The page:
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© 2006 The McGraw-Hill Companies, Inc. All rights reserved.McGraw-Hill/Irwin Part 4 ALIGNING SERVICE DESIGN AND STANDARDS.

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Presentation on theme: "© 2006 The McGraw-Hill Companies, Inc. All rights reserved.McGraw-Hill/Irwin Part 4 ALIGNING SERVICE DESIGN AND STANDARDS."— Presentation transcript:

1 © 2006 The McGraw-Hill Companies, Inc. All rights reserved.McGraw-Hill/Irwin Part 4 ALIGNING SERVICE DESIGN AND STANDARDS

2 © 2006 The McGraw-Hill Companies, Inc. All rights reserved.McGraw-Hill/Irwin CUSTOMER COMPANY Service Design and Standards Gap Customer-Driven Service Designs and Standards Company Perceptions of Consumer Expectations Provider Gap 2 Part 4 Opener

3 9 Chapter Service Development and Design  Challenges of Service Design  New Service Development  Types of New Services  Stages in New Service Development  Service Blueprinting  Quality Function Deployment  High-Performance Service Innovations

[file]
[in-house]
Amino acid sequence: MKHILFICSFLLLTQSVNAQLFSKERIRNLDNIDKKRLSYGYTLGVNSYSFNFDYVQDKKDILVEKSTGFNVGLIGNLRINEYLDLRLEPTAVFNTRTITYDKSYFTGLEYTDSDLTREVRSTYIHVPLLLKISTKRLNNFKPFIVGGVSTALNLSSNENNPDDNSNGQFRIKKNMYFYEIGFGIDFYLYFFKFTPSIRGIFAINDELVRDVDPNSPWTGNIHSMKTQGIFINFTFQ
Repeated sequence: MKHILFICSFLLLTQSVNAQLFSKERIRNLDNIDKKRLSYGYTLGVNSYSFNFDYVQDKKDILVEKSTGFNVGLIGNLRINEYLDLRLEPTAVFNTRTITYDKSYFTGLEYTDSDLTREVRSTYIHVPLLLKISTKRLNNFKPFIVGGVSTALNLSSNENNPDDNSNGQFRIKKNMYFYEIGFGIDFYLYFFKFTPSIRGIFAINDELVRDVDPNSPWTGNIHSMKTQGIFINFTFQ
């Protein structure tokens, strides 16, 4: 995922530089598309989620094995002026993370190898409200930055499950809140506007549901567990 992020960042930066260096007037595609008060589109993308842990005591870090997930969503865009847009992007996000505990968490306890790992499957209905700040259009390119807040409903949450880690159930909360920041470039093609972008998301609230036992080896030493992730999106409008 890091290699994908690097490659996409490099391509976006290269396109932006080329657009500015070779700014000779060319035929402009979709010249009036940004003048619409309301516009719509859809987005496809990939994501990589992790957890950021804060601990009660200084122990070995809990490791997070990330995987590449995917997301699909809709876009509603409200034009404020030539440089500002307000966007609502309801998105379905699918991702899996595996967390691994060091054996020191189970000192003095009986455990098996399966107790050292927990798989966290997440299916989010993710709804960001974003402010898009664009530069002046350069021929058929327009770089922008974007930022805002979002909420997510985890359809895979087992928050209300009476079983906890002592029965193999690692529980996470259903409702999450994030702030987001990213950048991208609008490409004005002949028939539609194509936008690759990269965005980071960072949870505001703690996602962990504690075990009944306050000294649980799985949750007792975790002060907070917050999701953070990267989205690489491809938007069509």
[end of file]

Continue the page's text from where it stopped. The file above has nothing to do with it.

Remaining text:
4 © 2006 The McGraw-Hill Companies, Inc. All rights reserved.McGraw-Hill/Irwin Types of New Services  major or radical innovations  start-up businesses  new services for the currently served market  service line extensions  service improvements  style changes

5 © 2006 The McGraw-Hill Companies, Inc. All rights reserved.McGraw-Hill/Irwin Figure 9.2 New Service Development Process Sources: Booz-Allen & Hamilton, 1982; Bowers, 1985; Cooper, 1993; Khurana & Rosenthal  Business strategy development or review  New service strategy development  Idea generation  Concept development and evaluation  Business analysis  Service development and testing  Postintroduction evaluation  Commercialization  Market testing Screen ideas against new service strategy Test concept with customers and employees Test for profitability and feasibility Conduct service prototype test Test service and other marketing-mix elements Front-end Planning Implementation

6 © 2006 The McGraw-Hill Companies, Inc. All rights reserved.McGraw-Hill/Irwin Figure 9.3 New Service Strategy Matrix for Identifying Growth Opportunities Markets Offerings Existing Services New Services Current CustomersNew Customers Share building Diversification Market development Service development